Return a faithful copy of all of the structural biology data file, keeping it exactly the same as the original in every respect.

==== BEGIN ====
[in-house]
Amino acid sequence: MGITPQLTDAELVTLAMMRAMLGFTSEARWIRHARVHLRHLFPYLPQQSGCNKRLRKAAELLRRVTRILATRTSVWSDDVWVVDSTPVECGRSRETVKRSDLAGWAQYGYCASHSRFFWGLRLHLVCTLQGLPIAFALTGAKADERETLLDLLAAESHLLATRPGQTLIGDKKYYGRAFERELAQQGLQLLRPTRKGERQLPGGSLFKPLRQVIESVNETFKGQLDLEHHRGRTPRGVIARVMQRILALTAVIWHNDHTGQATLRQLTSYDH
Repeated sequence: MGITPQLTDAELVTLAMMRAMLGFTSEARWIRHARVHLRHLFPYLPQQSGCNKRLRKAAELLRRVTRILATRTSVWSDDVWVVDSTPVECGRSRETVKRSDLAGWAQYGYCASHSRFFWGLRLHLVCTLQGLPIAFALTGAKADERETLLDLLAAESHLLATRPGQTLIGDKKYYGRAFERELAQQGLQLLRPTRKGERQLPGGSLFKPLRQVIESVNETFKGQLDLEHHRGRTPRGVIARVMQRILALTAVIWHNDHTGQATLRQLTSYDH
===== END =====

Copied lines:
[in-house]
Amino acid sequence: MGITPQLTDAELVTLAMMRAMLGFTSEARWIRHARVHLRHLFPYLPQQSGCNKRLRKAAELLRRVTRILATRTSVWSDDVWVVDSTPVECGRSRETVKRSDLAGWAQYGYCASHSRFFWGLRLHLVCTLQGLPIAFALTGAKADERETLLDLLAAESHLLATRPGQTLIGDKKYYGRAFERELAQQGLQLLRPTRKGERQLPGGSLFKPLRQVIESVNETFKGQLDLEHHRGRTPRGVIARVMQRILALTAVIWHNDHTGQATLRQLTSYDH
Repeated sequence: MGITPQLTDAELVTLAMMRAMLGFTSEARWIRHARVHLRHLFPYLPQQSGCNKRLRKAAELLRRVTRILATRTSVWSDDVWVVDSTPVECGRSRETVKRSDLAGWAQYGYCASHSRFFWGLRLHLVCTLQGLPIAFALTGAKADERETLLDLLAAESHLLATRPGQTLIGDKKYYGRAFERELAQQGLQLLRPTRKGERQLPGGSLFKPLRQVIESVNETFKGQLDLEHHRGRTPRGVIARVMQRILALTAVIWHNDHTGQATLRQLTSYDH